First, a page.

Truman and Molotov, 1945

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Truman and Molotov, 1945
Truman and Molotov, 1945 Eleven days after Roosevelt’s death, Harry S Truman met with Soviet Foreign Minister Vyacheslav Molotov, passing through Washington on his way to San Francisco for the first United Nations conference. Between two meetings with Molotov, the new president canvassed cabinet and military leaders for advice. These minutes were recorded by Charles Bohlen. MEETING AT THE WHITE HOUSE, APRIL 23, 1945. 2 PM. THE SECRETARY OF STATE [Edward Stettinius] told the meeting that Mr. Molotov had arrived in good spirits yesterday and had had a good talk with the President yesterday evening but that at the Foreign Ministers meeting later great difficulties had developed over the Polish question. The continuance of the meeting this morning had produced no improvement and a complete deadlock had been reached on the subject of the carrying out of the Yalta agreement on Poland. The Secretary said that the truth of the matter was the Lublin or Warsaw Government was not representative of the Polish people and that it was now clear that the Soviet Government intended to try to enforce upon the United States and British Governments this puppet government of Poland and obtain its acceptance as the legal government of Poland. He said that as they all recalled at Yalta an agreement had been reached regarding the formation of a new Polish Government representative of the people by means of the reorganization of the present provisional government in consultation with other Polish democratic leaders. He said it had been made plain to Mr. Molotov how seriously the United States Government regarded this matter and how much public confidence would be shaken by our failure to carry out the Crimean decision. THE PRESIDENT said that he had told Mr. Molotov last night that he intended fully to carry out all the agreements reached by President Roosevelt at the Crimea. He added that he felt our agreements with the Soviet Union so far had been a one way street and that could not continue; it was now or never. He intended to go on with the plans for San Francisco∗ and if the Russians did not wish to join us they could go to hell. The President then asked in rotation the officials present for their view. MR. STIMSON [Secretary of War, the senior member of Roosevelt’s cabinet] said that this whole difficulty with the Russians over Poland was new to him and he felt it was important to find out what the Russians were driving at. He said in the big military matters the Soviet Government had kept their word and that the military authorities of the United States had come to count on it. In fact he said that they had often been better than their promise. He said it was important to find out what motives they had in mind in regard to these border countries and that their ideas of independence and democracy in areas that they regarded as vital to the Soviet Union are different from ours. … In this case he said that without fully understanding how seriously the Russians took this Polish question we might be heading into very dangerous water. He remarked that 25 years ago virtually all of Poland had been Russian. MR. FORRESTAL [Secretary of the Navy] said that he felt that this difficulty over Poland could not be treated as an isolated incident, that there had been many evidences of the Soviet desire to dominate adjacent countries and to disregard the wishes of her allies. He said he had felt that for some time the Russians had considered that we would not object if they took over all of Eastern Europe into their power. He said it was his profound ∗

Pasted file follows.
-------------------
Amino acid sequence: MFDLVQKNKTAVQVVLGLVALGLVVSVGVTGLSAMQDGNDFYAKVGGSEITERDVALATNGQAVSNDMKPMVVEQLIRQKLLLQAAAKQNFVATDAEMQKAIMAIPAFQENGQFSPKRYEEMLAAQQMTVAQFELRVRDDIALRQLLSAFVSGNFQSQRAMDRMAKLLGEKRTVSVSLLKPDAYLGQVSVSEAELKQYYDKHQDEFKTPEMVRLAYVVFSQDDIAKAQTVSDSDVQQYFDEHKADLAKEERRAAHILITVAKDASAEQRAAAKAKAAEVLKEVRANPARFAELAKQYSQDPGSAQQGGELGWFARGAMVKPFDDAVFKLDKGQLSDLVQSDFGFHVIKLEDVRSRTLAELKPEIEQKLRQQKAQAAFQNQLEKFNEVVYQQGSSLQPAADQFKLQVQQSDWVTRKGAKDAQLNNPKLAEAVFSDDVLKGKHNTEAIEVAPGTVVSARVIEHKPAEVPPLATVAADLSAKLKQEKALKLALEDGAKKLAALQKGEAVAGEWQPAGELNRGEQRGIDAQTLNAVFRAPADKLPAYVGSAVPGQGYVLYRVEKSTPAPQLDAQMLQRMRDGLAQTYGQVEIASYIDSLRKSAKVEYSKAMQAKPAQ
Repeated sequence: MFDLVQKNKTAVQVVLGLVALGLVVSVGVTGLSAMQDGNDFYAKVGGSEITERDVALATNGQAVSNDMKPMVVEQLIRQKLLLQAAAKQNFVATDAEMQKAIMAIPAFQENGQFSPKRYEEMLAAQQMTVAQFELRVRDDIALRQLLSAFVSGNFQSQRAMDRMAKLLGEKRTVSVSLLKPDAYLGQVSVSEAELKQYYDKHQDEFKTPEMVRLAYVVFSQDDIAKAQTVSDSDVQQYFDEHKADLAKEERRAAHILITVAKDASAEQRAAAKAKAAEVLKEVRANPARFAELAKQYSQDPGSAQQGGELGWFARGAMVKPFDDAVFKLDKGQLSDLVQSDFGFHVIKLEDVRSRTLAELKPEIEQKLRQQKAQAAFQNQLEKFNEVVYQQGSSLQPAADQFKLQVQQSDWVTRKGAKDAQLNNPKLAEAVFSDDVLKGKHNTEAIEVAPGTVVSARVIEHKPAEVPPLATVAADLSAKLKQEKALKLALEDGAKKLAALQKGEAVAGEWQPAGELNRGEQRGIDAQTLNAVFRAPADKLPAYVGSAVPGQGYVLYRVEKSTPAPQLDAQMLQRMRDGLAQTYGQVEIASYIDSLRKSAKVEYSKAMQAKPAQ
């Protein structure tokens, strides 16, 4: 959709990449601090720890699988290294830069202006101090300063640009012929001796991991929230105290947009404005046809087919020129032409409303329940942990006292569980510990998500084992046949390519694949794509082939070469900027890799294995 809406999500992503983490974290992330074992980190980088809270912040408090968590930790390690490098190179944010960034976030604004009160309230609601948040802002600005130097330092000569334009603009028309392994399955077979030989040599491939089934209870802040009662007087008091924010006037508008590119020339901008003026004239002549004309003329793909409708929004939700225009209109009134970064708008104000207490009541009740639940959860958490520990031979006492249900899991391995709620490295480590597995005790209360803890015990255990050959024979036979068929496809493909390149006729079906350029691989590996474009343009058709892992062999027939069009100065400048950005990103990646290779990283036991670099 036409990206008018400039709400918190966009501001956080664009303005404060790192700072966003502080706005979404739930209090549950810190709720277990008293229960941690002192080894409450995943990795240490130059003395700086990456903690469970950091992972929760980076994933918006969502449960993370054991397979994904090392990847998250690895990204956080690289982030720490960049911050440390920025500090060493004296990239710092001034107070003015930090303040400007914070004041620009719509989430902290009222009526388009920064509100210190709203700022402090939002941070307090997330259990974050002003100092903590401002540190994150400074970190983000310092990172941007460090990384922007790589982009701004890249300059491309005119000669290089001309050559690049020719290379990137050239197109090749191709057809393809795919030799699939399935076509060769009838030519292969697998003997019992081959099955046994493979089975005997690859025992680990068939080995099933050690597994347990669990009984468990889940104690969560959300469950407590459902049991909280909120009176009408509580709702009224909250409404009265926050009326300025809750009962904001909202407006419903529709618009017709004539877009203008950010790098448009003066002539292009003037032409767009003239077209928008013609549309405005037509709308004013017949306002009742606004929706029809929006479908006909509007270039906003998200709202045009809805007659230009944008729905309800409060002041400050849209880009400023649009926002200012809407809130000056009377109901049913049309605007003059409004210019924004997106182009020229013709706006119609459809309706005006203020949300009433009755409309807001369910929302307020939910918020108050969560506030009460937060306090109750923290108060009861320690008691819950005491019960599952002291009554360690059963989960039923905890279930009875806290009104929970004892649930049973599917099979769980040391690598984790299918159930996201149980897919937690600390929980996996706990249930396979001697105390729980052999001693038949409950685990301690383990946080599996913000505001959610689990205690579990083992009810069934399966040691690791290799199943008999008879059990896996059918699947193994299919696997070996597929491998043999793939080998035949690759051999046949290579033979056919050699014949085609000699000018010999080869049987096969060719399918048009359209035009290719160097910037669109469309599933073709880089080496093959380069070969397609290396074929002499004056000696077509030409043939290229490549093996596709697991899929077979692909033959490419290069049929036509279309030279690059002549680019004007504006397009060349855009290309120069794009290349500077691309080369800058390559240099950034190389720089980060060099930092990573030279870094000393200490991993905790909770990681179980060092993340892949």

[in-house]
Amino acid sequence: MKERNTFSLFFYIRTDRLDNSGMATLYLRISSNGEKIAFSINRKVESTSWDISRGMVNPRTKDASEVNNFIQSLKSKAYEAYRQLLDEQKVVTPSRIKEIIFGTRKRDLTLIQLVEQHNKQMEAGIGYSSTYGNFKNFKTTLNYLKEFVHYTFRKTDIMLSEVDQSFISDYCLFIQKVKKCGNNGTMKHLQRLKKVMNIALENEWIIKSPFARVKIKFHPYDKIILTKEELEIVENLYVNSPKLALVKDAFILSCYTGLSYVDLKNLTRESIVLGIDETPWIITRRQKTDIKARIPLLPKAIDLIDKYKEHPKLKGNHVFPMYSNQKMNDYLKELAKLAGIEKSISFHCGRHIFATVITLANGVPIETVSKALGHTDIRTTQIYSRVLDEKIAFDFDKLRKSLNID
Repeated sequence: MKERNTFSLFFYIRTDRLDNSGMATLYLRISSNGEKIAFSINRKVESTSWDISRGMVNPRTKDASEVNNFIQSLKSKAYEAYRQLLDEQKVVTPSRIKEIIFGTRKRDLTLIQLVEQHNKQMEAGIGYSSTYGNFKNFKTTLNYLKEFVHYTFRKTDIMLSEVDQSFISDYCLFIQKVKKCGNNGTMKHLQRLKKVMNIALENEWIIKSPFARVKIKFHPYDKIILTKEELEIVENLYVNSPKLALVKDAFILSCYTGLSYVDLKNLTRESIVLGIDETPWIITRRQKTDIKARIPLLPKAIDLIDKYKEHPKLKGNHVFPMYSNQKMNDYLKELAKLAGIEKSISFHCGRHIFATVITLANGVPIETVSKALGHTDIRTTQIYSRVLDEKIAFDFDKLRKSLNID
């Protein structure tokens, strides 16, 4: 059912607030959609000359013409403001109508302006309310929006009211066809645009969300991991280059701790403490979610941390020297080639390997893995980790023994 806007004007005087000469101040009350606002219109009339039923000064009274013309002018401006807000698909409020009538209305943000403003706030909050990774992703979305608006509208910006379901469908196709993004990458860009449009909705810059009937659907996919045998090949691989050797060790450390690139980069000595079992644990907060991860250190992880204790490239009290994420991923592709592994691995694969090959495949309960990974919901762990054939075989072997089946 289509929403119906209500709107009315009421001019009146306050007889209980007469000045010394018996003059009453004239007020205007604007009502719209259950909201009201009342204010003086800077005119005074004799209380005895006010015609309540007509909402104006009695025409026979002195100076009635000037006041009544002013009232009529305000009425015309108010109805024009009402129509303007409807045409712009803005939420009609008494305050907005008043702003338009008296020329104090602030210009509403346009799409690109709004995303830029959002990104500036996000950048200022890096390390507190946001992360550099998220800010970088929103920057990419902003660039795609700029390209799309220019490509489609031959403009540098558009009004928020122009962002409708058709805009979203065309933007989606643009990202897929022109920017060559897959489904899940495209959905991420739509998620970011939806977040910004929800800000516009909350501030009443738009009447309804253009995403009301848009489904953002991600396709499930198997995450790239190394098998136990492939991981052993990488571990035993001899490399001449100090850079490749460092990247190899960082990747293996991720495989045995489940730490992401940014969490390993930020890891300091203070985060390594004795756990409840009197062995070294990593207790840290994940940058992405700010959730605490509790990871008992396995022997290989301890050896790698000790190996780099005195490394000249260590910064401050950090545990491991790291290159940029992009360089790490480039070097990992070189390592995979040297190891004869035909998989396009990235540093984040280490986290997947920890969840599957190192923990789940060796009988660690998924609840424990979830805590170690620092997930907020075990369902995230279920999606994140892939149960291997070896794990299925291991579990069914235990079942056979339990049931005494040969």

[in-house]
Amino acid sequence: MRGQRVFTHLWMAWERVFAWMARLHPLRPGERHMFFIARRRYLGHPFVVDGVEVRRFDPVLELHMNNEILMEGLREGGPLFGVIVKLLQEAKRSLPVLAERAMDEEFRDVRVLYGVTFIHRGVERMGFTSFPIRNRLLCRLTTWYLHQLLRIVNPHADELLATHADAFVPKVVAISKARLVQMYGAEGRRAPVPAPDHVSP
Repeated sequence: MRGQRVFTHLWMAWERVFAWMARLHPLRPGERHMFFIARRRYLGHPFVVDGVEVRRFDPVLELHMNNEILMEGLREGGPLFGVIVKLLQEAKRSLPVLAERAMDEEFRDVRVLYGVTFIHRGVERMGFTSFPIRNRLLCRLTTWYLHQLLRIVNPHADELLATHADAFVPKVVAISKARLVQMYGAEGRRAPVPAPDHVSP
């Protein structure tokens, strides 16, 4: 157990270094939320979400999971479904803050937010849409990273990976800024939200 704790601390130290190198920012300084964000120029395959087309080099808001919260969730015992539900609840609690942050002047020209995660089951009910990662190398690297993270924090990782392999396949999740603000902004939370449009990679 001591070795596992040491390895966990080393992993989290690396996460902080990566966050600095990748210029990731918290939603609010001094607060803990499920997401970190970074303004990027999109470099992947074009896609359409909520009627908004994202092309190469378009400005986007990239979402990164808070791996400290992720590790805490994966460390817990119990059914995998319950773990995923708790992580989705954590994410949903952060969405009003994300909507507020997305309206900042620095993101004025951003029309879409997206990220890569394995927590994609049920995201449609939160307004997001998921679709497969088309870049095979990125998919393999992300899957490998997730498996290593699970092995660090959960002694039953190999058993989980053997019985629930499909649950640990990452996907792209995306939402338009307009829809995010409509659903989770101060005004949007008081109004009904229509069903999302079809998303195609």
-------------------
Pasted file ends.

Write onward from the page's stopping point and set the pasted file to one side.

ie, the creation of the United Nations.